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A Maasai warrior’s approach to business

The Maasai Mara is one of Kenya’s most popular tourist destinations. Every year this wildlife sanctuary attracts hundreds of thousands of visitors from all over the world.

Nelson Ole Reiyia

Nelson Ole Reiyia

Numerous hotels, lodges and camps have been set up around the Mara to accommodate tourists. Most often they are owned and managed by foreign investors and big hotel chains, rarely by the local Maasai people.

Growing up in the Mara, Nelson Ole Reiyia, 39, saw foreigners set up accommodation facilities for tourists who came to experience an African safari and catch a glimpse of the big five. Maasai warriors would mostly be involved in entertaining tourists – dressing up in their iconic traditional clothing and dancing.

Ole Reiyia told How we made it in Africa that while entertaining guests helped the Masaai warriors earn a living, the income was not sustainable.

In 2009, Ole Reiyia quit his job as a college lecturer to start the Oldarpoi Mara Camp. The camp sits on a 40 acre piece of land and has 11 tents, which can accommodate up to 22 people. There is also a large camping ground where visitors can set up their own tents and do their own cooking. Through the camp, Ole Reiyia also operates a travel business that organises safaris.

“The camp’s clients are tourists from around the world, with about 60% coming from the US,” he said.

Ole Reiyia attributes the camp’s success to offering quality services and a unique experience to guests.

“We are a small camp competing against big names but we are still highly reviewed on TripAdvisor. Our visitor’s book is glowing with positive reviews. We focus on giving people unique experiences,” he said.

Benefiting the local community

Beyond making money, Ole Reiyia seeks to transform the area where he grew up. He rents the land on which the camp sits from the local community. In addition, the camp also pays bed occupancy fees to the community. Through the camp, he has also built a school that currently has 300 pupils.

Ole Reiyia started the camp after initial attempts to address low literacy levels and female genital mutilation among Maasai girls, through a community-based organisation, faced difficulties.

“We had to approach individuals to sponsor girls to [go to] school. Unfortunately it was not sustainable. [We were] always asking for support from others. I figured I should start a business that would fund the education project and benefit the local community,” he explained.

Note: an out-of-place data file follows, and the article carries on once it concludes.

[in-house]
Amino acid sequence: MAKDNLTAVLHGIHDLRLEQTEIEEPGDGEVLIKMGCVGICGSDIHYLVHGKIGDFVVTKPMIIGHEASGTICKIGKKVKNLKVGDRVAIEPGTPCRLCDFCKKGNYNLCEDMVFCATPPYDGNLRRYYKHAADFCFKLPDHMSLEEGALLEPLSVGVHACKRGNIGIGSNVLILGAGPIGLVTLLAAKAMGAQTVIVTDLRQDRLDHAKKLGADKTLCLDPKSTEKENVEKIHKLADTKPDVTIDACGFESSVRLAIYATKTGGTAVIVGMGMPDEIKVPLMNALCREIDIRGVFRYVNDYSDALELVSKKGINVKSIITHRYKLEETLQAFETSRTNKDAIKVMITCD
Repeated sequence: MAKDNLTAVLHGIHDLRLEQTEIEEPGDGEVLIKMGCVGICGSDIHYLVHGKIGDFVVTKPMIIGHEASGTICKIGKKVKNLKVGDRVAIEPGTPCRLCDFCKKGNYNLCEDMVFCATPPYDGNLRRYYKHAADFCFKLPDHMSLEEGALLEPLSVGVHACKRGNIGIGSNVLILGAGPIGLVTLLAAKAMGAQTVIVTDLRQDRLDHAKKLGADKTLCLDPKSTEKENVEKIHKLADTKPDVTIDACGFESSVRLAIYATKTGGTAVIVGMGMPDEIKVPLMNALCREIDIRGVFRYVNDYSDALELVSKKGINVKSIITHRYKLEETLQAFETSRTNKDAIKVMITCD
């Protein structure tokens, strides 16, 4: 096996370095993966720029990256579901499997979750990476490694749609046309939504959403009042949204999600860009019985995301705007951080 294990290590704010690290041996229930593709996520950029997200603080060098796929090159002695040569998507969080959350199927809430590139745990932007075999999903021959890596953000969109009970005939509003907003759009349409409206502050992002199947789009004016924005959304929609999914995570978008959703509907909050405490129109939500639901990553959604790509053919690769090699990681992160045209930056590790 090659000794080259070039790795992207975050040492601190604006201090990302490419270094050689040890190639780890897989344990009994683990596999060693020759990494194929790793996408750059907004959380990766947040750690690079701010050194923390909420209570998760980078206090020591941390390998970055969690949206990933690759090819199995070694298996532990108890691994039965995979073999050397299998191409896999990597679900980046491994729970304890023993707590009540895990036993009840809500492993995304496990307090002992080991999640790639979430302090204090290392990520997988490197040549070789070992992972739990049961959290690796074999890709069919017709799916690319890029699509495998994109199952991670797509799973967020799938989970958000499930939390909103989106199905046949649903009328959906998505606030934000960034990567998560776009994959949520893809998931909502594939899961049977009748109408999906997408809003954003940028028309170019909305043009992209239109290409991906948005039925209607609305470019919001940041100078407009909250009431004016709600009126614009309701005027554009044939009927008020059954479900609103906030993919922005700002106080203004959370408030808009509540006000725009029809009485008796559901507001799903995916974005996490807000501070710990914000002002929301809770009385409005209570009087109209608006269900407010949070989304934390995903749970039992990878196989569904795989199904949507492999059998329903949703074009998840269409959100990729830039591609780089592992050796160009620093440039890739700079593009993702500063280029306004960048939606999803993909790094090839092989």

Ole Reiyia was the first person in his village to go to high school and knows all too well about the troubles children in the area face in pursuit of education.

“I used to walk for 20 km to go to school. I have a passion to help children access education more easily,” he said.

Ole Reiyia’s goal is to inspire more young people from the Maasai community to get actively involved in the tourism business. He would also like to put an end to what he describes as laziness among young people.

“There is an element of lazing around because traditionally the role of a Maasai warrior is to take care of his father’s sheep and cattle, take them out for pasture [and] protect them from lions. Today they entertain tourists. What they are doing is good because it helps protect the culture and they do earn some money, but the earnings are not sustainable and it is not really productive in the long-term.”

He has established an educational centre and library within the camp where the youth are taught skills in tour guiding and environmental conservation.

“We are training [Maasai warriors] to exploit the tourism [potential of] their land,” he said. “We want to show them that if they have skills and some training, they can do more for themselves.”

Some of the challenges Ole Reiyia faces include a lack of capital to expand the camp’s occupancy capacity.

He plans to grow his business, but is taking gradual steps. “I have seen people come with big force trying to build hotels in the Mara and they end up collapsing,” he said.

Ole Reiyia is concerned by the high rate of construction around and in the Maasai Mara reserve. “When I was growing up around the Maasai Mara there were fewer lodges. Now there are hundreds of them. The reserve is not that big; in fact the Serengeti [in Tanzania] is ten times bigger than the Maasai Mara, yet it has fewer lodges and camps.”

He argues that the construction and fencing of hotels and lodges is blocking migration routes used by wild animals. “With all these activities going on, unless something is done, it might not be sustainable. At the current rate, it is like killing the goose that lays the golden egg,” he warned.


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